# Projection of Circle onto Spherical Surface

I want to draw shapes looks like 15 degrees tilted-semi-sphere and there are circles, placed in a triangular shaped array, on the base area. Then these circles are projected onto surface of sphere.

I can drive small circles on the base-plane. However, projections of circles have different shapes. Therefore I don't know how to solve it. I think, there are cylindrical holes and I must find their intersections on the surface of sphere.

Thank you all for your response. I wonder is there any way to specify centers of circles or projections in cartesian and not in polar coordinates. Since it is difficult to specify polar coordinates of each small circles, shown below, in an automatic way, in other words using \foreach command.

\documentclass{standalone}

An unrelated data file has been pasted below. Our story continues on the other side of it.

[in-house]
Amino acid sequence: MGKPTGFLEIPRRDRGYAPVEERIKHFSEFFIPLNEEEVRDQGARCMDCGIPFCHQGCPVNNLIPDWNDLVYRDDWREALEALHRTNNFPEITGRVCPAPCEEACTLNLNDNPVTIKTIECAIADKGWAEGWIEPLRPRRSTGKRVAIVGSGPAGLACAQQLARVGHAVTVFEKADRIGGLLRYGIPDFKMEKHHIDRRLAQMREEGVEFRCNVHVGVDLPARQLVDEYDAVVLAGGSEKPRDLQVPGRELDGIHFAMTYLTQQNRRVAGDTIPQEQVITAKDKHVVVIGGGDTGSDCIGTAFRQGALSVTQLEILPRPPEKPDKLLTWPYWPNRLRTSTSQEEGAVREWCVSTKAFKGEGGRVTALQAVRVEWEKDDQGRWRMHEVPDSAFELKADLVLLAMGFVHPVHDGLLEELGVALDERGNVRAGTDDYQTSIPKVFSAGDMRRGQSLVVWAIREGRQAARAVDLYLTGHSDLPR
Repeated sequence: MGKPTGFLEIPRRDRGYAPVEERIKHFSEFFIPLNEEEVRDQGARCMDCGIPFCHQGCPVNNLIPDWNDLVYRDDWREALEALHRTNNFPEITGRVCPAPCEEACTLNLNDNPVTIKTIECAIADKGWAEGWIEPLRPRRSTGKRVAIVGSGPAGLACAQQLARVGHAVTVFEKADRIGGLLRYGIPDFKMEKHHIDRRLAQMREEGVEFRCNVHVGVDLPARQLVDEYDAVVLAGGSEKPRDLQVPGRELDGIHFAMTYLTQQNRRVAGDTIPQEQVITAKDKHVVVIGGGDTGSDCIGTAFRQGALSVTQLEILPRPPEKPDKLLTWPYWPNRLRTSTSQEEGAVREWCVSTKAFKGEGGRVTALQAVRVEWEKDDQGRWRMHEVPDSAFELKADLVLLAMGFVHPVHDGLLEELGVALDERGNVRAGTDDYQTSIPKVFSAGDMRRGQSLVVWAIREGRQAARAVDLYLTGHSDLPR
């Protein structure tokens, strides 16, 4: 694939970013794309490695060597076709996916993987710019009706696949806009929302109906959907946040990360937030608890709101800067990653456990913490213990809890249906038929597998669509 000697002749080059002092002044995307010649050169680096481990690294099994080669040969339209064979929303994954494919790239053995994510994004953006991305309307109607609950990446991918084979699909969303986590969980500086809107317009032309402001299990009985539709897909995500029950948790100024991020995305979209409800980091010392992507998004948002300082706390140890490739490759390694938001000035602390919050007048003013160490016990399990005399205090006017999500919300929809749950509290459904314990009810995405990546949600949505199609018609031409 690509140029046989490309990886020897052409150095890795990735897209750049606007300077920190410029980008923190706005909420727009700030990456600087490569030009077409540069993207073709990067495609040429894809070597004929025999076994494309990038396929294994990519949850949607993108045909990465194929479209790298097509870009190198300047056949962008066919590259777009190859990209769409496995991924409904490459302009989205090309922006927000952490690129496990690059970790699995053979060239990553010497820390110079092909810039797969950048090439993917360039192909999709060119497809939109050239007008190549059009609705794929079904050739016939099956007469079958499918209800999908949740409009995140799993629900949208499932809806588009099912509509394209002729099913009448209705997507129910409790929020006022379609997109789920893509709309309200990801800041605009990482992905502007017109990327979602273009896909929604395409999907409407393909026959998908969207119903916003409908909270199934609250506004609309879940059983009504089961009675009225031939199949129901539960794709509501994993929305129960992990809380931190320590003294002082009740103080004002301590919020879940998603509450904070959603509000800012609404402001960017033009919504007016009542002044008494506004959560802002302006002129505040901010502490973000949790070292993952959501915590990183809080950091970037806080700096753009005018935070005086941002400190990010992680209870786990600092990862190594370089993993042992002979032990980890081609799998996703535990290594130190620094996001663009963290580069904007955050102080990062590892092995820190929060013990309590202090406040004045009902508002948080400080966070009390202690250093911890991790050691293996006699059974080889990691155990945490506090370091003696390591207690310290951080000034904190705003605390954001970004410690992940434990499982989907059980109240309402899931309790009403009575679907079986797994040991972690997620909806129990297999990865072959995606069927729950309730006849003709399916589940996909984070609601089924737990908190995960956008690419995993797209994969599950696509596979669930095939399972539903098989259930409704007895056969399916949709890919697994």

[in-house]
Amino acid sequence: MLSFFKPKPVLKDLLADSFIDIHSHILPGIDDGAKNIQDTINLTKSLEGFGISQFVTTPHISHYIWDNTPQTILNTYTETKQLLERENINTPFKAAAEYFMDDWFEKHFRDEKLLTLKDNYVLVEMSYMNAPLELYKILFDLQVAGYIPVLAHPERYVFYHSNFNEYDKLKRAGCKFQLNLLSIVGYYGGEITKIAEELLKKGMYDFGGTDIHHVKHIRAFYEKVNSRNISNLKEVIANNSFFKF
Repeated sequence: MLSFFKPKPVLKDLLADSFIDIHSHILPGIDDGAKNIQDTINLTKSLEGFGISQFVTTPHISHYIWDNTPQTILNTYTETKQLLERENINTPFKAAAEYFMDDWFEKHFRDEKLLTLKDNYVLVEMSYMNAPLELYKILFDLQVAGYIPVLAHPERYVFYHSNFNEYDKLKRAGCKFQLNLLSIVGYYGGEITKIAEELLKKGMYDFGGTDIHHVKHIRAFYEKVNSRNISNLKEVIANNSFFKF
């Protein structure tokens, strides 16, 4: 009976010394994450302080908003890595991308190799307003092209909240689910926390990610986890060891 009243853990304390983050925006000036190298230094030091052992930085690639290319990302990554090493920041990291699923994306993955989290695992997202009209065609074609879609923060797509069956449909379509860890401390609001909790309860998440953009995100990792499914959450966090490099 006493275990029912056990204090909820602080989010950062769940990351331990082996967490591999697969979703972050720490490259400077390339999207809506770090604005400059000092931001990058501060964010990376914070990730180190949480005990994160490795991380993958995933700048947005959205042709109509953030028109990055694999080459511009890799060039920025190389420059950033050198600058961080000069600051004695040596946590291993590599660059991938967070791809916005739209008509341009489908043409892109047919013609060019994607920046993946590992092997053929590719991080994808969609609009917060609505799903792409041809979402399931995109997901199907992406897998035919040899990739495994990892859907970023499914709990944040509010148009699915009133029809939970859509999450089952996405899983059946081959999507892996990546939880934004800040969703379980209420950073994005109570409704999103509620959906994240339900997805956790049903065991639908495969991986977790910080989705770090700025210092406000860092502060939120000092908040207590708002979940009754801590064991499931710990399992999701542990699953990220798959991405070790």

\usepackage{tikz}
\usetikzlibrary{calc}
\usepackage{pgfplots}
\newcommand\pgfmathsinandcos[3]{%
\pgfmathsetmacro#1{sin(#3)}%
\pgfmathsetmacro#2{cos(#3)}%
}
\newcommand\LongitudePlane[3][current
plane]{%
\pgfmathsinandcos\sinEl\cosEl{#2} % elevation
\pgfmathsinandcos\sint\cost{#3} % azimuth
\tikzset{#1/.estyle={cm={\cost,\sint*\sinEl,0,\cosEl,(0,0)}}}
}
\newcommand\LatitudePlane[3][current plane]{%
\pgfmathsinandcos\sinEl\cosEl{#2} % elevation
\pgfmathsinandcos\sint\cost{#3} % latitude
\pgfmathsetmacro\yshift{\cosEl*\sint}
\tikzset{#1/.estyle={cm={\cost,0,0,\cost*\sinEl,(0,\yshift)}}} %
}
\newcommand\DrawLongitudeCircle[2][2]{
\LongitudePlane{\angEl}{#2}